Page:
Research in medicine: Does irrationality fuel innovation?

I have often gone on a deep dive in a thought process on why research in medicine doesn’t often yield the dividends that we are hoping for.

Experimentation in medicine would progress in AI/technology and adapting to it. There are a number of reasons why a group of “stakeholders” would discuss about a topic to death without moving ahead on it- their relevance is only because of the status quo.

Remove the obstacles to research, for example, by getting new ideas and a different approach and they would cease. If everyone had equitable access, will the “minority managers” ever exist?

Overconfidence of failure perhaps maybe a better virtue than that for success. Do read up this fascinating lead, as well as the links therein.

In my experience, rationalists* are far more likely to look at that crazy idea and say: “Well, my inside view says that’s dumb. But my outside view says that brilliant ideas often look dumb at first, so the fact that it seems dumb isn’t great evidence about whether it will pan out. And when I think about the EV here [expected value] it seems clearly worth the cost of someone trying it, even if the probability of success is low.”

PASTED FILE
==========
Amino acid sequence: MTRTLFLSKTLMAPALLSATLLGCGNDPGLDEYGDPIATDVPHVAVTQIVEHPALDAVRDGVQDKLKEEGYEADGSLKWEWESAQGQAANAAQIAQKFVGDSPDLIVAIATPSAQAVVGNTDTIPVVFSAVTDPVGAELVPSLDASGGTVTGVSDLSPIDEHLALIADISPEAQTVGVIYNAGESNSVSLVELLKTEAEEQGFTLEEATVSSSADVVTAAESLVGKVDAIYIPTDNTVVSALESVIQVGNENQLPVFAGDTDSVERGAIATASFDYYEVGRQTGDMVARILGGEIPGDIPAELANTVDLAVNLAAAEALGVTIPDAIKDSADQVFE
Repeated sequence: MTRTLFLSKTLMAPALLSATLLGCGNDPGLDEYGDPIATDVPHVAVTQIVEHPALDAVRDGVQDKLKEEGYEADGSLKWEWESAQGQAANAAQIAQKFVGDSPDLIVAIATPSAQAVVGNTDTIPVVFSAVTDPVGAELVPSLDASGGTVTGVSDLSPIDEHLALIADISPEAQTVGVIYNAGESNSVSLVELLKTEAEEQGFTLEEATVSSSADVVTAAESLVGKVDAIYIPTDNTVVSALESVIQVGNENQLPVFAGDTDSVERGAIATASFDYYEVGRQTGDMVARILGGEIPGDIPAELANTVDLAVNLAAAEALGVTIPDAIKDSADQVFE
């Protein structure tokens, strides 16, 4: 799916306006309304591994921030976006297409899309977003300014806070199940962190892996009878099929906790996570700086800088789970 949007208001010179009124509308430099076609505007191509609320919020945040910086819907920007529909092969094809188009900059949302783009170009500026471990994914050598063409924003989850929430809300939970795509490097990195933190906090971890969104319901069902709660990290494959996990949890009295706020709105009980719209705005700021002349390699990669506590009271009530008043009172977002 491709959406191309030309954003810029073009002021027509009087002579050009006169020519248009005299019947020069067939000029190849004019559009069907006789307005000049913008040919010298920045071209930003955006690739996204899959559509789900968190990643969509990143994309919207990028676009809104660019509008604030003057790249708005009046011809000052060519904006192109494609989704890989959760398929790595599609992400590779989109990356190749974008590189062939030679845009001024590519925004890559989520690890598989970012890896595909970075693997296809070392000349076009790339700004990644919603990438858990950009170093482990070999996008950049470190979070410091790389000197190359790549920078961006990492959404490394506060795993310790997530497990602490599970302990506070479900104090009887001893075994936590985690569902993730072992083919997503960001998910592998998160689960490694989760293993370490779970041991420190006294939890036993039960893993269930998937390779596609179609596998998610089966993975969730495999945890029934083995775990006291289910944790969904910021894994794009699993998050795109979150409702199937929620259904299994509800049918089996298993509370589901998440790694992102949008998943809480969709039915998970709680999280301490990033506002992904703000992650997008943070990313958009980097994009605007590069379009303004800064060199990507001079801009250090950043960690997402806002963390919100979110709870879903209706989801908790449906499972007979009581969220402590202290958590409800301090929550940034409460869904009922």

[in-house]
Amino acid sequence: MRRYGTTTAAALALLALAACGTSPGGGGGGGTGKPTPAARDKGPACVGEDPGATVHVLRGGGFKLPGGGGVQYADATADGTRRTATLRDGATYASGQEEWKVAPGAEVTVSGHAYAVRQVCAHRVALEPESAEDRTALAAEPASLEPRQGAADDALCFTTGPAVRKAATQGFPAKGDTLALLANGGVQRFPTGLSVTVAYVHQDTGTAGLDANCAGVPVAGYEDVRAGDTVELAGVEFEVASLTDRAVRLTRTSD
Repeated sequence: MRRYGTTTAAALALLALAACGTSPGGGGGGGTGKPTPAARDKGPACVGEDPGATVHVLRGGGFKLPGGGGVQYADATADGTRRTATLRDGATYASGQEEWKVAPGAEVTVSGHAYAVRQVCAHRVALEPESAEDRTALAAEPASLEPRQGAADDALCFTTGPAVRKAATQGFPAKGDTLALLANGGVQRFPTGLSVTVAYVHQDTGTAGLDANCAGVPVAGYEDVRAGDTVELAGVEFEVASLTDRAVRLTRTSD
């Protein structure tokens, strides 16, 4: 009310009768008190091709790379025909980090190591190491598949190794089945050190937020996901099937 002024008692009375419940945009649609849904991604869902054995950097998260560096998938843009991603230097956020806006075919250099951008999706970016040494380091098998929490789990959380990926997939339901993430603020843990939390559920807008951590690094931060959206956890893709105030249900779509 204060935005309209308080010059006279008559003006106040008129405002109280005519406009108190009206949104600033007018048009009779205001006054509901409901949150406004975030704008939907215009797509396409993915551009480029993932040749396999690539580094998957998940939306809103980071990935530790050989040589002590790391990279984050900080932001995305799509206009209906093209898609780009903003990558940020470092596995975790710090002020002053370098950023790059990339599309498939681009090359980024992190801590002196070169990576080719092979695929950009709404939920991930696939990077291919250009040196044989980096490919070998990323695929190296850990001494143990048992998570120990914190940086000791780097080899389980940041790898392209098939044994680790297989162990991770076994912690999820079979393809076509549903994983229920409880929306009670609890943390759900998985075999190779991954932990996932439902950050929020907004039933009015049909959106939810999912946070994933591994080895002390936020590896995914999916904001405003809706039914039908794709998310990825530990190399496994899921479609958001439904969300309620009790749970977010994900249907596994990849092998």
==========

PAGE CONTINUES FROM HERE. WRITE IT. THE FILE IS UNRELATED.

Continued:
I think the first group — the vast majority of society — is being very overconfident. Remember, “overconfidence” doesn’t just mean being too confident that something’s going to succeed, it also means being too confident that something’s going to fail!

via Does irrationality fuel innovation? – Julia Galef